Often unnoticed to the untrained eye, props function as the glue that holds a movie together. Whether it is a Civil War battle or a futuristic alien invasion, prop masters are charged with the task of making sure every detail on the screen appears historically accurate and realistic.
But what is a prop? It seems like a simple question, but it is not so easy. A prop is anything a character can pick up, be it a magazine, weapon, or lamp. This can include food items and, depending on production, even decals, such as those on the sides of ambulances and police cars.
A prop is not, however, the vehicle itself. It is also not the furniture that the lamp sits on or the uniform that goes with the weapon, although jewelry can be considered a prop. So while Judy Garland’s ruby red slippers from “The Wizard of Oz” pulled quite a prize at auction, they aren’t props. Nor is Orson Welles’ pinstriped shirt from “Citizen Kane,” but the sled called “Rosebud” owned by a young Welles in the movie would be considered a prop, and was bought at auction by Steven Spielberg in 1982 for $60,500.
When it comes to collecting props, there are two types: those that were actually used on a movie set during production, and replicas, which may even be licensed by a studio. Like autographs, it is often extremely difficult to fully authenticate a prop. Studios have even been known to sell props post-production claiming they were used on set, when the piece in question was actually a less collectible re-creation.
Getting your hands on authentic props can be difficult. In older movies, props were often discarded after the film because the studios didn’t have space to store them. In other instances, props were left in the possession of the prop master, which is why such individuals are usually the best sources of authentic props.
Acquiring props from recent movies is no easier. Because studios pay for the props in a film, they often maintain possession of them after production. In recent years, studios have started to hold on to props so they can be used in sequels, potential or planned. In other instances, studios will hire an auctioneer to sell props immediately after filming has ceased in order to recoup some of the movie’s production costs.
The prop collector also needs to keep in mind that many props are not what they appear to be on screen. For example, if a character in a movie that’s set in the 18th century is r...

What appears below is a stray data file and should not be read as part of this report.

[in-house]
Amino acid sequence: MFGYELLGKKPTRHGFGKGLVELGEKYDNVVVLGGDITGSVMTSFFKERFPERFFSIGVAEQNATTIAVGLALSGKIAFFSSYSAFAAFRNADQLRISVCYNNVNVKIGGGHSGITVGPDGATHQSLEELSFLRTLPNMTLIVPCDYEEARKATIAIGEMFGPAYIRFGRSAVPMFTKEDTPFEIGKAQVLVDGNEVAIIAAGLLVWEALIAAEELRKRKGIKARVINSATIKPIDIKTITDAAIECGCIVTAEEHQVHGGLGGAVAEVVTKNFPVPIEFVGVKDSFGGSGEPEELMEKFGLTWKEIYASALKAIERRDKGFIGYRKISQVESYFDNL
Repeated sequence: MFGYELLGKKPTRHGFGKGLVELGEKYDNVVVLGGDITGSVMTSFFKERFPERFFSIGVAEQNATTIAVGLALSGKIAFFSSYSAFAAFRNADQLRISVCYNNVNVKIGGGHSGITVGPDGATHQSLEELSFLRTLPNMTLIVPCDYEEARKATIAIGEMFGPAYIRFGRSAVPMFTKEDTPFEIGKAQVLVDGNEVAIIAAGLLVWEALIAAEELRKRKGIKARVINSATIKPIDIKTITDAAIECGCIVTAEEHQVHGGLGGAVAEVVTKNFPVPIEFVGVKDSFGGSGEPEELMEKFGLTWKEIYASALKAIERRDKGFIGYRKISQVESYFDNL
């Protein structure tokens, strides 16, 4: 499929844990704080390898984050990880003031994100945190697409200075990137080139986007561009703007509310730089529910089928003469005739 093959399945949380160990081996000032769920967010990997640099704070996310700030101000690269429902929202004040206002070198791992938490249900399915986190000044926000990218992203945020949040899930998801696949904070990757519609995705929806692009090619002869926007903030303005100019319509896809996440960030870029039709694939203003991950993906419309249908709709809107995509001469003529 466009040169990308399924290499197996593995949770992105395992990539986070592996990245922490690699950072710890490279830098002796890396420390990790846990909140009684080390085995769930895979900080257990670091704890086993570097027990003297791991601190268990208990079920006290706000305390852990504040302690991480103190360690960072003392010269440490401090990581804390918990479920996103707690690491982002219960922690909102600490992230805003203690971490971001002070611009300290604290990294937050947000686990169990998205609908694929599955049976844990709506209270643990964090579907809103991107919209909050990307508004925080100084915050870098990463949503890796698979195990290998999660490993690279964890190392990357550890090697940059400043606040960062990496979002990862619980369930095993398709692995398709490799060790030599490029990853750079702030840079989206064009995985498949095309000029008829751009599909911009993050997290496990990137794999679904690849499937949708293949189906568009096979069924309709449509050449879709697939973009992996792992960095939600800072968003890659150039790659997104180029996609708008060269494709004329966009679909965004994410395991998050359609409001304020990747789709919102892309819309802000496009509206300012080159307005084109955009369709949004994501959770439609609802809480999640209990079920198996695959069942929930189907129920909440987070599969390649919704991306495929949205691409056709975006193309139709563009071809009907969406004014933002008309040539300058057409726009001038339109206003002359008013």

For the most part, props from the most memorable movies are the ones most sought by collectors, be it a blaster from the original “Star Wars,” a pair of dice rolled by Marlon Brando in “Guys and Dolls,” or the “Witch Remover” sprayer used by the Cowardly Lion in “The Wizard of Oz.”
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Recent News: Movie Props
Source: Google News
Rappo's Slimline Keyboard Looks Like Sci-Fi Movie PropCult of Mac, March 12th
Just his week I took delivery of the amazing Filco Majestouch Tenkeyless keyboard, a clickety-clackety racket-maker which lets people know that I'm WORKING dammit. So I'm happy right now, keyboard-wise, but that doesn't stop me appreciating the looks...Read more
Charges filed after severed head found near Hollywood signWBTW - Myrtle Beach and Florence SC, March 11th
The woman who found the head, at first told police she thought the head was a movie prop. Cadaver dogs eventually found several hands and feet, but never found torso. The discovery was made not far from the home of actor Brad Pitt. Zip Code Weather!...Read more
Arrest finally made in 2012 Hollywood decapitation caseABC2 News, March 11th
CNN reports one of the dog walkers at first thought the head was a movie prop. A murder charge was filed Monday against Martinez. Police say he has been a person of interest since the investigation began. Copyright 2014 Scripps Media, Inc. All rights ...Read more
Matthew McConaughey's Dallas Buyers Club Hat for SaleReporter-Times, March 6th
Now, fans of the film can claim the movie prop for themselves as it is auctioned off on L.A.-based auction site natedsanders.com. Bidding for the authentic Texas-made Resistol hat the actor wore during the 25-day shoot begins at $3,000 and ends...Read more
Does Back to the Future hoverboard really exist? - videoThe Week UK, March 5th
Not only that, but had it been genuine, there would have been questions about why such revolutionary technology had been applied not to lucrative government contracts, notes AV Club, but to "realising a movie prop so Moby could surf around a parking lot"...Read more
Christopher Lloyd joins in on Back To The Future hoverboard hoaxA.V. Club Denver/Boulder, March 4th
MIT-based research team has worked in secret for years to solve “the key to antigravity”—a revolutionary technology it's apparently applied not to landing lucrative government contracts, but to realizing a movie prop so Moby could surf around a...Read more
Restored Ball Turret back on WWII-era AircraftWSAV-TV, March 4th
The ball turret was purchased from the set of the movie "Memphis Belle" and has been under restoration for the last 11 months to transform it from a movie prop into a functioning turret. The installation was overseen by two groups of the B-17...Read more
Fake $100 movie bill used to buy food in BurtonThe State, February 24th
Two men eating at a Burton Chinese restaurant Saturday paid for their food with fake money used as a movie prop, according to a report from the Beaufort County Sheriff's Office. The two men used a fake $100 bill to buy $3.51 worth of fried doughnuts at ...Read more